After reaching a tentative contract deal with the federal government over the weekend, the head of the Professional Institute of the Public Service of Canada has doubts about whether members will receive money owed to them in a timely manner because of the government's ongoing Phoenix payroll problems.
The federal union, which represents scientists, auditors, information technology experts and other public service professionals, reached a tentative deal with the federal government to replace expired contracts for 18,000 of its members.
If accepted, thousands of members will receive a five per cent pay hike over four years, or 1.25 per cent each year. The deal is retroactive to 2014, when the previous contract expired.
But given the trouble-plagued Phoenix pay system, it is unclear how long processing those payments might take.
Since the federal government rolled out the Phoenix system in the spring, tens of thousands of federal workers have reported issues with their paycheques.
Many of those problems have had to do with supplementary pay, such as for extra duties, overtime or pay adjustments. Union president Debi Daviau is concerned the retroactive pay negotiated will also present problems.
Treasury Board asked for extension
Daviau said the contract states employees should get back pay within four months, but added she's "not that confident" the government will meet that deadline.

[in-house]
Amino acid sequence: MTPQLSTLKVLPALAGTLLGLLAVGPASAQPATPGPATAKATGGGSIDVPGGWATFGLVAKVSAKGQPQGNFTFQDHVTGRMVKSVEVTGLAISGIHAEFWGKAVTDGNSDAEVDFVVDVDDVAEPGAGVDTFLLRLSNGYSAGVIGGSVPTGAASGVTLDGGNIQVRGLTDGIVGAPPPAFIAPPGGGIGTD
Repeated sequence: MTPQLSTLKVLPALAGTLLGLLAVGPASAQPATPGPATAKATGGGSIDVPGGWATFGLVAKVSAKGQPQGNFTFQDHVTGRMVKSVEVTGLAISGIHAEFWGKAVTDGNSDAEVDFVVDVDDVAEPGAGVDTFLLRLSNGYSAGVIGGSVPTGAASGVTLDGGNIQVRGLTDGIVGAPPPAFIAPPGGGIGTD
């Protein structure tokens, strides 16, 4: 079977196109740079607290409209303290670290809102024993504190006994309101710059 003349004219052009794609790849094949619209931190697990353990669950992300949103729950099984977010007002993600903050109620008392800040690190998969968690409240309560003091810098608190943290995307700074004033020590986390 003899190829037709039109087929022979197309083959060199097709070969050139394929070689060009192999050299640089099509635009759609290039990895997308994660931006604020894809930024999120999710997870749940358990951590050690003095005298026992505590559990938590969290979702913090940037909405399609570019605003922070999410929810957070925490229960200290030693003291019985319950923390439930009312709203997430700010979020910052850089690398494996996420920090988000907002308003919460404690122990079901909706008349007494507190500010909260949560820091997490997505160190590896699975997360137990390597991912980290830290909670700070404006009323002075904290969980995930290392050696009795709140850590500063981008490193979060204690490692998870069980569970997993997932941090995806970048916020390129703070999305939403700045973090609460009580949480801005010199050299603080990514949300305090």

Daviau said the Treasury Board of Canada asked the union for a nine-month extension to process the retroactive payments, but the union rejected that request.
"We did not agree. [We] unanimously did not agree to that extend that period," she said.
"The necessity to keep the pressure on to fix the system and not simply avoid needing to use the system was appropriate."
Daviau stressed the retroactive payments will only be processed once all the other ongoing Phoenix pay issues for employees are settled.
Negotiations are still ongoing for about 32,000 members of the union.
An earlier version of this article said the pay increase was 5 per cent in each of the years. The increase is actually 5 per cent over four years, or 1.25 per cent per year.Dec 12, 2016 4:30 PM ET